I’d love to be able to split myself in two (or more) pieces. Besides the instant weight loss benefits, such a talent would allow me to be in two places, eating two different meals at once. Bliss! Since I can’t figure out how to make that plan work, I’ve discovered the next best thing: get someone I trust to go and eat one of the meals for me! Today, you can read about the wonderful eating experience my colleague Rob Heidenreich enjoyed while I was in Ottawa sampling the delectable wares at Beckta:
Canadian comfort food and wine
by guest blogger Rob Heidenreich
Canadian culinary tradition is alive and well in Beamsville where Malivoire Wine Company’s proprietor Martin Malivoire has initiated a series of themed culinary events designed to showcase his belief that wines are at their best when expertly paired with food.
The first of these events occurred Sunday the 27th of January and featured recipes culled from the traditions of French Canada to create a celebration of “comfort wines for comfort food.” The menu — which featured food chosen by Martin himself and wines selected by Malivoire’s aptly named winemaker Shiraz Mottiar — was rustic and uncomplicated and matched with accessible wines in $20 price range.
First up was Creton, a coarse-textured pork pâté similar to rillettes, served with the winery’s ”Ladybug” rosé. The rich and delicately spiced pork matched well with the dry, clean forward fruit offered up by the wine.
Next, we were served a creamy chowder of cod and potato alongside Malivoire’s 2006 Pinot Gris. In this instance, the wine seemed to do more for the food than the food for the wine. To its credit, the pinot gris was dry and crisp with a refreshing acidity that cut through the richness of the chowder, but any fruit this bottle possessed was unable to stand up to the soup.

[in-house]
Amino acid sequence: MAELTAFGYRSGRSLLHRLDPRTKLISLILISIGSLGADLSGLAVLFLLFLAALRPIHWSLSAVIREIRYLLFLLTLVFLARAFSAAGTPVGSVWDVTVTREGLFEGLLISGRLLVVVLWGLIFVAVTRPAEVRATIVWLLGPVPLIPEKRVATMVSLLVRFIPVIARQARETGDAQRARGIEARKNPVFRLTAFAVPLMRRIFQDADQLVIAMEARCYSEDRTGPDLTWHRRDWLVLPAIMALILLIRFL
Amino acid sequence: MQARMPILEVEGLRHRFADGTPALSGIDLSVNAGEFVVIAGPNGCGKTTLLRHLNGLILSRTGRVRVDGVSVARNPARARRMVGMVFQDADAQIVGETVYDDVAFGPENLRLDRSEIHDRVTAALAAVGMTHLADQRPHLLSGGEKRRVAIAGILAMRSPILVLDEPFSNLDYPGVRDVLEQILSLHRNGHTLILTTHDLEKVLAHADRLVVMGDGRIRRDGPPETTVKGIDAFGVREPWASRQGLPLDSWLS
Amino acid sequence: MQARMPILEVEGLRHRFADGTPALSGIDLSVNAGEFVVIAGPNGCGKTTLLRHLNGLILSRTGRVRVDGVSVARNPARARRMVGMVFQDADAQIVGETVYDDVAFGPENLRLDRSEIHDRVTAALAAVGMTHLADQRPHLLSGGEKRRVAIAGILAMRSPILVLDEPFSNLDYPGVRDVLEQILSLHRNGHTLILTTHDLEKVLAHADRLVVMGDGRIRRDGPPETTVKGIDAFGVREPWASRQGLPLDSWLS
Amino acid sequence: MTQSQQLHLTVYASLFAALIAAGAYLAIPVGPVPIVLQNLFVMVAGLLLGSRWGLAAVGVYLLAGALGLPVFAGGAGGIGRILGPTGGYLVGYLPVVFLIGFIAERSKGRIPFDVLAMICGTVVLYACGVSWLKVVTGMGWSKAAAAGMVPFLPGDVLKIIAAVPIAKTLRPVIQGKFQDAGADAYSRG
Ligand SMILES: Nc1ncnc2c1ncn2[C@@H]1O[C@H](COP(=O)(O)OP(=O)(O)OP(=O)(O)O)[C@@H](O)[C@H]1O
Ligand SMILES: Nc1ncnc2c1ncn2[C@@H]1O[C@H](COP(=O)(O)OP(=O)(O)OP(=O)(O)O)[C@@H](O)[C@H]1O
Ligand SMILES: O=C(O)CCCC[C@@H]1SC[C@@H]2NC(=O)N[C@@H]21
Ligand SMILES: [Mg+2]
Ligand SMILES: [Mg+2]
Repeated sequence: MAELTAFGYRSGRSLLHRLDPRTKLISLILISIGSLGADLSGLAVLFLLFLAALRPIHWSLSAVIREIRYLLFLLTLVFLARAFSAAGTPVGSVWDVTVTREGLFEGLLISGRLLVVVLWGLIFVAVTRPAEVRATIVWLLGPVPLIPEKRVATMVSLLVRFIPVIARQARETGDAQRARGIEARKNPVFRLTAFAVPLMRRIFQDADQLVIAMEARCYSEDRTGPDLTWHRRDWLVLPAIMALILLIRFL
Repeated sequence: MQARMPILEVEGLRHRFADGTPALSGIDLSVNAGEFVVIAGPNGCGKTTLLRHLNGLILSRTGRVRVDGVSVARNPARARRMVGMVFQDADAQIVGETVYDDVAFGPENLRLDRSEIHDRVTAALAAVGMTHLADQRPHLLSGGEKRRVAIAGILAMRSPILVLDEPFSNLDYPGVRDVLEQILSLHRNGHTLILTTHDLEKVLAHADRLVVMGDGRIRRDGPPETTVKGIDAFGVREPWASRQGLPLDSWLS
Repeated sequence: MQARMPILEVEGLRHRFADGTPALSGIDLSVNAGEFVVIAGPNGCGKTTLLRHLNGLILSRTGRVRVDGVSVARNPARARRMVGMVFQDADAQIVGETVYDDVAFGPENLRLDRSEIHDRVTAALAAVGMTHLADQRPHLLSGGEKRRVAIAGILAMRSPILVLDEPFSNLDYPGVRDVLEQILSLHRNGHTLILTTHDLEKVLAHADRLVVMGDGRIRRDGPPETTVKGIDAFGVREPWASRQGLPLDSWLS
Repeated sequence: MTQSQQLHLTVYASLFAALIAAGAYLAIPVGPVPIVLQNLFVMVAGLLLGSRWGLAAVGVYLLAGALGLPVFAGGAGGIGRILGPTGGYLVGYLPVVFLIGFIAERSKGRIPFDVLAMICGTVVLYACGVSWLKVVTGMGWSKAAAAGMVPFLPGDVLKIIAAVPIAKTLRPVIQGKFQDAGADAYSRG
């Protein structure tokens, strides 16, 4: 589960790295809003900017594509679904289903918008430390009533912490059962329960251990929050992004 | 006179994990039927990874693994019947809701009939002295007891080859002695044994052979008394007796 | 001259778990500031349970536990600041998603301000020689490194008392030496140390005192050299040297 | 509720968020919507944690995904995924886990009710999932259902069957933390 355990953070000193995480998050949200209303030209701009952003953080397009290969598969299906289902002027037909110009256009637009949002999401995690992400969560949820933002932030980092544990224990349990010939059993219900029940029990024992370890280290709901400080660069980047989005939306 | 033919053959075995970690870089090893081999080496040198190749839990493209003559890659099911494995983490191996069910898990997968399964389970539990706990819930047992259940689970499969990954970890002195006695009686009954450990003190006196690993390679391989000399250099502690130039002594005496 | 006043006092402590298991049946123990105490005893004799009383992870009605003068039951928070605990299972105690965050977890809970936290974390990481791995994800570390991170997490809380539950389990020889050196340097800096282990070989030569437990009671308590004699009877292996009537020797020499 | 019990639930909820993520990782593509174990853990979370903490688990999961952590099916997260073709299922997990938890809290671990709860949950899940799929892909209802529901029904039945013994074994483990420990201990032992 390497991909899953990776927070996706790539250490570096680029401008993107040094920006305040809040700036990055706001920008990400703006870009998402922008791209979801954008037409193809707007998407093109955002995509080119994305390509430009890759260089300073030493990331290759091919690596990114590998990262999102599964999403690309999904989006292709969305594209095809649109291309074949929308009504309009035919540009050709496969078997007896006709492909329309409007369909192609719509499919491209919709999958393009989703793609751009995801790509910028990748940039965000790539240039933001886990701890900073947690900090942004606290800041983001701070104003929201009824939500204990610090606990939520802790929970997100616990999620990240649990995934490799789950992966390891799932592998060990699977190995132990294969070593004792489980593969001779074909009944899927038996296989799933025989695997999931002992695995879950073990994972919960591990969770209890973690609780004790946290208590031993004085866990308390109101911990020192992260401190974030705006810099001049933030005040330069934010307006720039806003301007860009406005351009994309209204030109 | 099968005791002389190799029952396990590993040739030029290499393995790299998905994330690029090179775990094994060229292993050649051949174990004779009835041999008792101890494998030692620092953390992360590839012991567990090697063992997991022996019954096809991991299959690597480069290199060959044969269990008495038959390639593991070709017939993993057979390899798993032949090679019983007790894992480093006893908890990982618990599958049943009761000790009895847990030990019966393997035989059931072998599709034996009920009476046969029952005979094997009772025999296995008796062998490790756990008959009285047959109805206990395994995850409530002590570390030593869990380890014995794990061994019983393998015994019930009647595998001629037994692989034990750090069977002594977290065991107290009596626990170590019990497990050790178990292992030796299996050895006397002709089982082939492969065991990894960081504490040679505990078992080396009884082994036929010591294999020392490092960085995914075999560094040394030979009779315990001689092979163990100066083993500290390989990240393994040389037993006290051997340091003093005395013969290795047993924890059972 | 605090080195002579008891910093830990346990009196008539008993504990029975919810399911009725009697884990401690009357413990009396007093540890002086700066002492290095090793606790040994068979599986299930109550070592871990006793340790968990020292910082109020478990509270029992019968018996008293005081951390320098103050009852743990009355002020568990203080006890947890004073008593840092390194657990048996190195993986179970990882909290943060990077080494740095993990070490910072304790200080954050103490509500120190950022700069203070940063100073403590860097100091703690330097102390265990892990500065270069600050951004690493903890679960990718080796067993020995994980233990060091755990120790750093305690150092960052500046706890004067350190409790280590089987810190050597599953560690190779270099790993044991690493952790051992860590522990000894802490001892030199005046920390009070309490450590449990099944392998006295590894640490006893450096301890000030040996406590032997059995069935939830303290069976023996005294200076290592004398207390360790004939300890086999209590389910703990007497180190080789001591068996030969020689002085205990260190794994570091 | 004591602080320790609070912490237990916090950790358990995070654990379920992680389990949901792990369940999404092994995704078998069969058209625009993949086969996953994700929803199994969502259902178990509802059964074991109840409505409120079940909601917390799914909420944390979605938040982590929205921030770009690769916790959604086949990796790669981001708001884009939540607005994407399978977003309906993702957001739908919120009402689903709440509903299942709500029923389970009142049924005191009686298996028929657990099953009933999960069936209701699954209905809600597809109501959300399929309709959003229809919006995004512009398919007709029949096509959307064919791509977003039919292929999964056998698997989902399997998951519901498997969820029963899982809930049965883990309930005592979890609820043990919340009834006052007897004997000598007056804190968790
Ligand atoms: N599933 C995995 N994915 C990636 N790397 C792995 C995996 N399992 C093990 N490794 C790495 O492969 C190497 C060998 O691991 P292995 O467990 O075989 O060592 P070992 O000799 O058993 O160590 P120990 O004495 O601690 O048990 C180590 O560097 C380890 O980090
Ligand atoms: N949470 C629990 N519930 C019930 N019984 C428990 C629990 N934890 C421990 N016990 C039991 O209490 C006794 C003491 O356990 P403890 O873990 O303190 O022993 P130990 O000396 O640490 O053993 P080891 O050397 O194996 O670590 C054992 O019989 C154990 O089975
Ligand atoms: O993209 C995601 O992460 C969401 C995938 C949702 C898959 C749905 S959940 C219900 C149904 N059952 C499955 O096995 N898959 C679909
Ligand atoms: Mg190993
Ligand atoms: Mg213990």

The main course was a classic French Canadian comfort food Cipaille (a layered, slowly cooked meat pie) served with Feves au Lard (sweetened baked beans) and a savoury, spiced rhubarb compote (see photo taken by Tim Yao above). This course was perfect cold-weather food; the kind of sweet and hearty meal that warms the belly and brings colour back to chilled cheeks. Two wines were poured to accompany this course: a ’05 Cab/Merlot and the ’05 Gamay. Neither wine disappointed. Without being particularly nuanced, the Cab/Merlot blend exhibited classic vanilla-oak and dark berry Bordeaux flavours and a sweetness that was accentuated by the food.
But the highlight of the meal was found in the Gamay. Described by Mr. Mottiar as “the purest expression of the Beamsville terroir” this wine released a full, complex nose of strawberry, raspberry and vanilla, making for a more substantial wine than one would expect from Gamay grapes. Mr. Mottiar claims that Gamay is the “quintessential Canadian red” and that Malivoire’s example is “the best in Canada and perhaps the world.” While this statement is clearly up for debate, those who are used to Beaujolais-style wines should try this much different expression of the Gamay grape.
Our French Canadian meal ended with maple syrup pie and butter tarts made from a Malivoire-family recipe served with tea and coffee.
The culinary history of Canada is not a long one, but as long as there are people here who are passionate about the quality of the food and wine we’re able to produce, it will be one day. Martin Malivoire and his staff at the winery deserve kudos for offering these events to those willing to make the trip to wine country.
Check out Dana’s romantic dinner from Montreal menu at homemakers.com.